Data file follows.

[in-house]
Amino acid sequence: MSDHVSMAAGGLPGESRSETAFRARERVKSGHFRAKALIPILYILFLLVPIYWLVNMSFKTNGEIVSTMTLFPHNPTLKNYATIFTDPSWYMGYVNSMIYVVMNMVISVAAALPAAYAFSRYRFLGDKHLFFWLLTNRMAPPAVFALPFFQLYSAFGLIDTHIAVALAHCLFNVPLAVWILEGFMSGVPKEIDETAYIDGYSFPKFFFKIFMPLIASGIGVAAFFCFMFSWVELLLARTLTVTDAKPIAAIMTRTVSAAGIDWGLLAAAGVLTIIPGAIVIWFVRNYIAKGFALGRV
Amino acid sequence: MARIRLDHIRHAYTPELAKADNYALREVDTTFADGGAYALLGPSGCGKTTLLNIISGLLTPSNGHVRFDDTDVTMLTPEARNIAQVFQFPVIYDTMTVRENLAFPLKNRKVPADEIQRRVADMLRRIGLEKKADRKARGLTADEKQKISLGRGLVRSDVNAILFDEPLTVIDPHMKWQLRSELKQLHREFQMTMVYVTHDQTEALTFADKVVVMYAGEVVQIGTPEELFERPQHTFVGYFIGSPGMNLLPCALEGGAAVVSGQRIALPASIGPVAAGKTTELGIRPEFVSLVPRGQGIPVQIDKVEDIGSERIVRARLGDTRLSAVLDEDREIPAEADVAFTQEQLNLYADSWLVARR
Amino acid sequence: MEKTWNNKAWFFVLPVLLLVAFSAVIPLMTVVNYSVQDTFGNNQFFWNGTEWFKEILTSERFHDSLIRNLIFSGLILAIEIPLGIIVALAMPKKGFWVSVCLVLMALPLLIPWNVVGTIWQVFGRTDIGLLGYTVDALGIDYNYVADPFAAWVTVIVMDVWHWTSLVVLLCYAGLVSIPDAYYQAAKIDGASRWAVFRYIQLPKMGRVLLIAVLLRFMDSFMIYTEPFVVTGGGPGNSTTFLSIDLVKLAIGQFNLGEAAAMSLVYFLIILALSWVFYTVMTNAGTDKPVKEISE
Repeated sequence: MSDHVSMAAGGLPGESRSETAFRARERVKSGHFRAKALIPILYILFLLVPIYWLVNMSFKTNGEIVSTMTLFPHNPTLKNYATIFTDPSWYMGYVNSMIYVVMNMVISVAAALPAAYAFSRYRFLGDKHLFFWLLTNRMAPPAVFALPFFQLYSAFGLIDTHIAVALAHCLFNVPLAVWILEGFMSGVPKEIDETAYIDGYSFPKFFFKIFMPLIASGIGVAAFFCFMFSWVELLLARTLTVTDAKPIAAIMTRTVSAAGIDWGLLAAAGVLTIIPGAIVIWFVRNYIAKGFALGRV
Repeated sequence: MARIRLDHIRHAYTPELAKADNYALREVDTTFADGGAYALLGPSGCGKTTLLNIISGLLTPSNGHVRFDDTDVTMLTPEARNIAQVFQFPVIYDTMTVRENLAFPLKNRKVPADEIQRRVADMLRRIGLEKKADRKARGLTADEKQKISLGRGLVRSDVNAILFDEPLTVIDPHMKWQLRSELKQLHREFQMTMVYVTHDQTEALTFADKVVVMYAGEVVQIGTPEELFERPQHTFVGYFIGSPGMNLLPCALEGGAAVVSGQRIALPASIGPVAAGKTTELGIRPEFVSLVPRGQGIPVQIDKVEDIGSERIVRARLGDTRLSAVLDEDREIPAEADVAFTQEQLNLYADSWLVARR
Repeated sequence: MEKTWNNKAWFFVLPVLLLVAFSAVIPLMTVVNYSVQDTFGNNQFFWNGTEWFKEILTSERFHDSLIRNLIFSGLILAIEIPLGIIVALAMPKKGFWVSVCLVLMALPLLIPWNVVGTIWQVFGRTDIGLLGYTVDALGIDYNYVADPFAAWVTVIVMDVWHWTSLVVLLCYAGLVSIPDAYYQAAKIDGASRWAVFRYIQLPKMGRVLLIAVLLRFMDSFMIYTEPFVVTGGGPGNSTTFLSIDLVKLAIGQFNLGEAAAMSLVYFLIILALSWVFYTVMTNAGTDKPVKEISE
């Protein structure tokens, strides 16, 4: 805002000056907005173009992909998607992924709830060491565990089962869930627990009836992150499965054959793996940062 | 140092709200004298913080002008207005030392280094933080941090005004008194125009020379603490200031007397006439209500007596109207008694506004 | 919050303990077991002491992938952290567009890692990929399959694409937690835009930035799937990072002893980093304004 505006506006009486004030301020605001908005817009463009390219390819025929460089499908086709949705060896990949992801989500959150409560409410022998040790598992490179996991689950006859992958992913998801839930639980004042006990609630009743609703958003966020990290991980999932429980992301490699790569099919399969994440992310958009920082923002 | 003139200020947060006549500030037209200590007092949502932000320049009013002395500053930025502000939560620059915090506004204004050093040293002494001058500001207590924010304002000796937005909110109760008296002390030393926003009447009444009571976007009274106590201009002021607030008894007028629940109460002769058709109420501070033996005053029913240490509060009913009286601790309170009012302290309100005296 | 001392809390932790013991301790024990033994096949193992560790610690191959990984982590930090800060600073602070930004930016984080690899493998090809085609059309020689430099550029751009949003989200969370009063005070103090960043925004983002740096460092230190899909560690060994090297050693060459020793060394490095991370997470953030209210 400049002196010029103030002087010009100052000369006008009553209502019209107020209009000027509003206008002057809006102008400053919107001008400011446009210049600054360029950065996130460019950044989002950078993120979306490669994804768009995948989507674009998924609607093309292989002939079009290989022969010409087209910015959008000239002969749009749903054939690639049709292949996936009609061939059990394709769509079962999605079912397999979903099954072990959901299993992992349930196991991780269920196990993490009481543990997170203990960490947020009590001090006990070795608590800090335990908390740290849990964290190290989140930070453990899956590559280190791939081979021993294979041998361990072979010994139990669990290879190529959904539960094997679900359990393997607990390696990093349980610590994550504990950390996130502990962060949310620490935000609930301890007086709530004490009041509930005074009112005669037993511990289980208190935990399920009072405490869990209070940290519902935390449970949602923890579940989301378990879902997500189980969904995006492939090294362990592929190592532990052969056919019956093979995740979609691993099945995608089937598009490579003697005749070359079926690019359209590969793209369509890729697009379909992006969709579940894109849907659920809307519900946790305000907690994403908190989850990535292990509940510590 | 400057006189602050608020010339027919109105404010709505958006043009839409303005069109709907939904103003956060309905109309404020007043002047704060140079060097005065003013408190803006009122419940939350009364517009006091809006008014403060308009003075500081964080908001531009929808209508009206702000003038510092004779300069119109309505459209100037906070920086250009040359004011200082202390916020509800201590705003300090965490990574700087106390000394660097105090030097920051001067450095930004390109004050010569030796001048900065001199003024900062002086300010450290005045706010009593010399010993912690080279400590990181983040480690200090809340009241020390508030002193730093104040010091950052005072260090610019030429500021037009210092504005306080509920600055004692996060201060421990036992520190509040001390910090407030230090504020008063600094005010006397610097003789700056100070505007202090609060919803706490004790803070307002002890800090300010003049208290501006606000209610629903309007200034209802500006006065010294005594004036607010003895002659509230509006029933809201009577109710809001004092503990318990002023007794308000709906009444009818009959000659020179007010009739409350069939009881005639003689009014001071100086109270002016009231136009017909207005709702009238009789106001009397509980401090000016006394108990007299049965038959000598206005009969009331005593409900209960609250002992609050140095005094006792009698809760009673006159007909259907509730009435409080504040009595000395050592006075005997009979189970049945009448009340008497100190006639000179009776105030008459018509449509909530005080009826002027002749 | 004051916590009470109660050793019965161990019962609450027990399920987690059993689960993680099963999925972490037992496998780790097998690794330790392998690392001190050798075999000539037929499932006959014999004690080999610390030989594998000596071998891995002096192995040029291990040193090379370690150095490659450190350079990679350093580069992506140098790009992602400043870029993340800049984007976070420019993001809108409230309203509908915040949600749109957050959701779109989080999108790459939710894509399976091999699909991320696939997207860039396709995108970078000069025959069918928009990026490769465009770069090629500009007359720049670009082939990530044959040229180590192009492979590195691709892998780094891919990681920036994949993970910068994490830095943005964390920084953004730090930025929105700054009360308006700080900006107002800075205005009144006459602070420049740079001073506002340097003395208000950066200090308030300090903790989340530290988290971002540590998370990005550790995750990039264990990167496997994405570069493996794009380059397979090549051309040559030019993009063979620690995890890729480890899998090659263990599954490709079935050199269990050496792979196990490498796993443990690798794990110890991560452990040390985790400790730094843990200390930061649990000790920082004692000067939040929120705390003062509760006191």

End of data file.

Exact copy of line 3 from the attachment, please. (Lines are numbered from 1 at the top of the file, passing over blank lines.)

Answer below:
Amino acid sequence: MARIRLDHIRHAYTPELAKADNYALREVDTTFADGGAYALLGPSGCGKTTLLNIISGLLTPSNGHVRFDDTDVTMLTPEARNIAQVFQFPVIYDTMTVRENLAFPLKNRKVPADEIQRRVADMLRRIGLEKKADRKARGLTADEKQKISLGRGLVRSDVNAILFDEPLTVIDPHMKWQLRSELKQLHREFQMTMVYVTHDQTEALTFADKVVVMYAGEVVQIGTPEELFERPQHTFVGYFIGSPGMNLLPCALEGGAAVVSGQRIALPASIGPVAAGKTTELGIRPEFVSLVPRGQGIPVQIDKVEDIGSERIVRARLGDTRLSAVLDEDREIPAEADVAFTQEQLNLYADSWLVARR